There's little physical reality to most laws until they're broken. Pier Paolo Pasolini's 1969 film Medea
borrows many elements from Euripides' play but becomes a broader commentary on the function of oaths and their relationship to religion and dreams. It becomes a tale on the hazards of liberation from, and the destruction of, communal dreams or conceptions of reality. It's a very nice looking film, too, with a raw, designedly disorienting aesthetic with a discordant soundtrack drawing from various cultures.
The story begins with a child Jason being instructed by his centaur foster parent, Chiron (Laurent Terzieff). He tells Jason never to forget there's nothing natural about nature and explains how ancient man naturally believed things we consider now to be obviously fantastical. This latter comment seems to indicate the centaur is talking to us more than Jason, a reflection of the centaur's otherworldly nature apparently being that he's a little postmodern. He's the only character in the film who does this, and only the once, thankfully, but it sets the table for what Pasolini's aiming at.
Later in the film, Jason as an adult (Giuseppe Gentile) has a vision of the centaur, simultaneously as the mythological creature and as the man, the juxtaposition designed to highlight the difference between myth and analysis of it. In a bit of slightly dark humour, Chiron admits that his explanations are useless but he can't stop providing them any more than the original centaur can stop prompting them.
Its through this lens the story of Medea presented in the film makes sense--and one wonders if Jason had paid better attention to Chiron the centaur's advice would've truly been so useless.
Charged with retrieving the golden fleece from a barbarous people, Jason arrives to find that Medea (Maria Callas), seemingly more of a priestess than a princess here, has already done the job for him without even having met him. We witness first the sacrifice and dismemberment of a man in a harvest ritual presided over by Medea and then she sacrifices another man in the process of escaping with the fleece to bring it to Jason. After they've escaped, there's a scene of Medea wandering the desert, in desperation because the gods are now silent, as though they're not there.
Euripides' play is focused more on Jason's breaking of his oath to Medea by deciding to wed the daughter of Creon, King of Corinth, abandoning Medea and the children he had with her. It's an exploration of how the use of such oaths is to insure insensitive people don't cause the violent emotional distress Medea experiences--her need for recompense becoming so strong that it overcomes her own sense of morality. Pasolini incorporates earlier events in the myth to focus on how both Medea and Jason are oathbreakers and the chaos, and frightening meaninglessness, that manifests after the destruction of dreams. Without the original purposes of ritual, Medea can only destroy in significance of destruction, physical destruction calculated to effect the most powerful emotional destruction.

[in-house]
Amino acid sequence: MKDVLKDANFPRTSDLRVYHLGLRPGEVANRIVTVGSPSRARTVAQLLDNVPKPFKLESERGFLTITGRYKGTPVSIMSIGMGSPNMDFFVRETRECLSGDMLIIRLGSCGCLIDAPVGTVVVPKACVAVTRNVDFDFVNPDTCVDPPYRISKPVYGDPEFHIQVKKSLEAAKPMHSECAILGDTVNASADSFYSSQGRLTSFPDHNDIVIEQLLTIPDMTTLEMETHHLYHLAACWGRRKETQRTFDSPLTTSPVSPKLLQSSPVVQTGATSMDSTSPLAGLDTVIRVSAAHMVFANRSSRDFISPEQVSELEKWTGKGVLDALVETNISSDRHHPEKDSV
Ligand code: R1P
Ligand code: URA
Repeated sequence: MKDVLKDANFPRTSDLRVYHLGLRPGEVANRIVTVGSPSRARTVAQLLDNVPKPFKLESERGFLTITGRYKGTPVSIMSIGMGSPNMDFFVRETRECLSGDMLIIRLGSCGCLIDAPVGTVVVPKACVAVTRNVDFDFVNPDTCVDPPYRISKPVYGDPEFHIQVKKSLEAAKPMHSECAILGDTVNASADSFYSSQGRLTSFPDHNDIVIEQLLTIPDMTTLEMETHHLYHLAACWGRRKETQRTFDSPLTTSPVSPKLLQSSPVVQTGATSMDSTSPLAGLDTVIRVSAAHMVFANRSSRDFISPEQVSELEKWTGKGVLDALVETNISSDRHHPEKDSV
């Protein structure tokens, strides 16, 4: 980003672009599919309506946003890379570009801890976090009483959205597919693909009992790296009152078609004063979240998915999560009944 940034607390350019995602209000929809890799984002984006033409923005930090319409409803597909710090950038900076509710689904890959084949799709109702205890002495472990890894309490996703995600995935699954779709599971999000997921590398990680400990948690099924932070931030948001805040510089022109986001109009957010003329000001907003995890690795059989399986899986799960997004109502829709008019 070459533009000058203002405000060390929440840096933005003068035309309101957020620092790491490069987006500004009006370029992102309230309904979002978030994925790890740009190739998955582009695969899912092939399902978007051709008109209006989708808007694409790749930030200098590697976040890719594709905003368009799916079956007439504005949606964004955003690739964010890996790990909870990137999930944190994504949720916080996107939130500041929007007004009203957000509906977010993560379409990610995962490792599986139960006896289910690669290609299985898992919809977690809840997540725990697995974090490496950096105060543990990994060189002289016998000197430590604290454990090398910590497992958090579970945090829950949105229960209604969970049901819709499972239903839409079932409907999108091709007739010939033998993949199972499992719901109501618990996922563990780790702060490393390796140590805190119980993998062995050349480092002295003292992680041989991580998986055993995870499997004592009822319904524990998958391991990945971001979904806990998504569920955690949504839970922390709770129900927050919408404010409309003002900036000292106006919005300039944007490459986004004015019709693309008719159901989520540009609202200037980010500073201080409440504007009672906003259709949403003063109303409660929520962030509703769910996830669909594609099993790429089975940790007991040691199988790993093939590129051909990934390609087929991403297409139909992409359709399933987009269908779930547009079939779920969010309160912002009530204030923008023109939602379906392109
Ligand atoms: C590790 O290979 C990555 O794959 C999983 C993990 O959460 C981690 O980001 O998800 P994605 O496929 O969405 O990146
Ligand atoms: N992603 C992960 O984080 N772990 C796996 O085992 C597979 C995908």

Pasolini shows Medea's power as a priestess rests in her ability to act on dreams in ways that psychologically resonate in others to corresponding outcomes. We see two versions of her murder of the Corinthian princess (Margareth Clémenti)--first with the image of Medea's face overlaid on the footage as the poison in the gown Medea gives the princess causes the woman to burst into flames. After this, we see Medea's children give her the gown again, presumably in the "real" version of the event, and it's the sight of herself wearing the gown in a mirror that causes the princess to kill herself. By taking on the symbols of Medea's culture, perhaps the act inspires a fatal empathy in the princess and she realises for the first time that she's collaborating in Jason's oathbreaking. In any case, the results are precisely the same as in Medea's dream.
But Medea's acting for no god or community, only her own will, which in the nihilistic reality she's stranded herself in is the only possible motive. So the murder of her children isn't just a way to show Jason how she feels, it's an expression of an utterly hopeless interpretation of reality.Twitter Sonnet #1040In common sheaves of blue escapes it lands.
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